For the first-century Roman, being clean meant a public two-hour soak in baths of various temperatures, a scraping of the body with a miniature rake, and a final application of oil. For the seventeenth-century aristocratic Frenchman, it meant changing his shirt once a day, using perfume to obliterate both his own aroma and everyone else’s, but never immersing himself in – horrors! – water. By the early 1900s, an extraordinary idea took hold in North America – that frequent bathing, perhaps even a daily bath, was advisable. Not since the Roman Empire had people been so clean, and standards became even more extreme as the millennium approached. Now we live in a deodorized world where germophobes shake hands with their elbows and where sales of hand sanitizers, wipes and sprays are skyrocketing.
The apparently routine task of taking up soap and water (or not) is Katherine Ashenburg’s starting point for a unique exploration of Western culture, which yields surprising insights into our notions of privacy, health, individuality, religion and sexuality.
Ashenburg searches for clean and dirty in plague-ridden streets, medieval steam baths, castles and tenements, and in bathrooms of every description. She reveals the bizarre rescriptions of history’s doctors as well as the hygienic peccadilloes of kings, mistresses, monks and ordinary citizens, and guides us through the twists and turns to our own understanding of clean, which is no more rational than the rest. Filled with amusing anecdotes and quotations from the great bathers of history, The Dirt on Clean takes us on a journey that is by turns intriguing, humorous, startling and not always for the squeamish. Ashenburg’s tour of history’s baths and bathrooms reveals much about our changing and most intimate selves – what we desire, what we ignore, what we fear, and a significant part of who we are.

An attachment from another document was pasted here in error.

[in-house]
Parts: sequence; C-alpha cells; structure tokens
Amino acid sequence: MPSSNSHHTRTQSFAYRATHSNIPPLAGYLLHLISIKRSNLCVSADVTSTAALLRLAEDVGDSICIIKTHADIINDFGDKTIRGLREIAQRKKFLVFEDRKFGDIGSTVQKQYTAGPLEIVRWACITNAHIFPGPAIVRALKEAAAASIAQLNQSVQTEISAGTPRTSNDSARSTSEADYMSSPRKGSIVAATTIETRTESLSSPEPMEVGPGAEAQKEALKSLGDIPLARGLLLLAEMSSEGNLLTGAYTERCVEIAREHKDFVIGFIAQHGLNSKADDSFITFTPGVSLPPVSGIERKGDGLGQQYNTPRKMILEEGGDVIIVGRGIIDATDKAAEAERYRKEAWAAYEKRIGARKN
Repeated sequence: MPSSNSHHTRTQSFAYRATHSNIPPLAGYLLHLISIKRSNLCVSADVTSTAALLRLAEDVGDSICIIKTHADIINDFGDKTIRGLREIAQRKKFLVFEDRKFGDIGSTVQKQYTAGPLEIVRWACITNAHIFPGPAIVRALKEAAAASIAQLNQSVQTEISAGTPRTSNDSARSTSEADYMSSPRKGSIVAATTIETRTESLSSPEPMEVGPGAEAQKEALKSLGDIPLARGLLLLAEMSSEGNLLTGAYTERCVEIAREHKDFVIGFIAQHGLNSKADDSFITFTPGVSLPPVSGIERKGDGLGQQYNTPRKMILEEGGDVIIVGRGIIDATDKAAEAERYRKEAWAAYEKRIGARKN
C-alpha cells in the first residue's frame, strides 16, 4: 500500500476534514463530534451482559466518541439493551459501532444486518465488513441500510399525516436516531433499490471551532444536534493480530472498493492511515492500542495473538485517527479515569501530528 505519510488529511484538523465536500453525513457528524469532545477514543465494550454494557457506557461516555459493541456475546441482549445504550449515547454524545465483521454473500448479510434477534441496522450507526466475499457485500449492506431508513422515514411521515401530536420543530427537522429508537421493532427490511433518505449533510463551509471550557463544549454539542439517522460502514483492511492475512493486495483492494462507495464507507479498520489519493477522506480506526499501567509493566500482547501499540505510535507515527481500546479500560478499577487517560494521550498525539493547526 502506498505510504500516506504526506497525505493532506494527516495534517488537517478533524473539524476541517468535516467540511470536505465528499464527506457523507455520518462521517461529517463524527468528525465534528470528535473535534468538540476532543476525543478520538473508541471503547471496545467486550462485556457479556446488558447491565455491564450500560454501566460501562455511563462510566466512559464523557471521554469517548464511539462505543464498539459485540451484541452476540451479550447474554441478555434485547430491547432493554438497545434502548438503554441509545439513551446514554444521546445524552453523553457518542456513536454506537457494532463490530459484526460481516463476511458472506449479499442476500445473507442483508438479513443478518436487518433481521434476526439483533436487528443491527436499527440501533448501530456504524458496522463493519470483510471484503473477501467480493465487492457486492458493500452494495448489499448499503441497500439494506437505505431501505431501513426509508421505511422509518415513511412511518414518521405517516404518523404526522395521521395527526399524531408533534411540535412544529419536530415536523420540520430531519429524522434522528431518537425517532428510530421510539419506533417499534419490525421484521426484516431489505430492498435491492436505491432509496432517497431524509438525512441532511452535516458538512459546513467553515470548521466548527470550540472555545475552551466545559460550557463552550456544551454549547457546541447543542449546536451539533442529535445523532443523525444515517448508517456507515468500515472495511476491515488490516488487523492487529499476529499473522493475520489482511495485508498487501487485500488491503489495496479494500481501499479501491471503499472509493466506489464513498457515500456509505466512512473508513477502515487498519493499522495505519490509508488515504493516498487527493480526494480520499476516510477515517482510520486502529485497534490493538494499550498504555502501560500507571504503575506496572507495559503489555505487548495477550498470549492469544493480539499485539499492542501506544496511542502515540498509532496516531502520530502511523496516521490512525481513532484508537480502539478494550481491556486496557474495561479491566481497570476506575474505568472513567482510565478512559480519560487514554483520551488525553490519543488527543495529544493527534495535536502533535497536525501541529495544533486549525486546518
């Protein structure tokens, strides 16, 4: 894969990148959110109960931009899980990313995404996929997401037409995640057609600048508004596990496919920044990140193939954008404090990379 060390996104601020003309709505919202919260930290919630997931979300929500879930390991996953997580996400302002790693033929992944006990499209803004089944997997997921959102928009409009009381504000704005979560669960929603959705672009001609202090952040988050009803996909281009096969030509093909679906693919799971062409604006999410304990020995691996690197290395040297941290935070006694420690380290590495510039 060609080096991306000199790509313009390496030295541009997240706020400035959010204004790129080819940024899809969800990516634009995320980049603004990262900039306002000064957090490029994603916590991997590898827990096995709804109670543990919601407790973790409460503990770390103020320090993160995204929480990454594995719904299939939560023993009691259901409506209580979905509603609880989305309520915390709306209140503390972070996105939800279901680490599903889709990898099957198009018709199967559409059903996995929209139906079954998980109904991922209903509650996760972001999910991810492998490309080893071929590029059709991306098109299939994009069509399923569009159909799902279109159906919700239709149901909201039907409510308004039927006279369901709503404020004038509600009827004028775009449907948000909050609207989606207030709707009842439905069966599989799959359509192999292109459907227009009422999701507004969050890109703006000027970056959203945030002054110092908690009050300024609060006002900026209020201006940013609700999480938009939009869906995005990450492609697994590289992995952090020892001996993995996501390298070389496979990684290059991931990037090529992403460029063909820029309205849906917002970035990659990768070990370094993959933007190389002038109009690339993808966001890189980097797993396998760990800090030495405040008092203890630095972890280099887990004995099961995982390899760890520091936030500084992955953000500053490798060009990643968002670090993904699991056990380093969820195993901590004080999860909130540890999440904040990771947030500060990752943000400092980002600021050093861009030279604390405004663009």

From the Hardcover edition.
About the Author:
Katherine Ashenburg has worked as an academic, a CBC Radio producer and the Arts and Books editor of the Globe and Mail. She has written about travel for the New York Times and architecture for Toronto Life magazine. Her books include Going to Town: Architectural Walking Tours of Southern Ontario Towns and The Mourner’s Dance: What We Do When People Die. She lives in Toronto.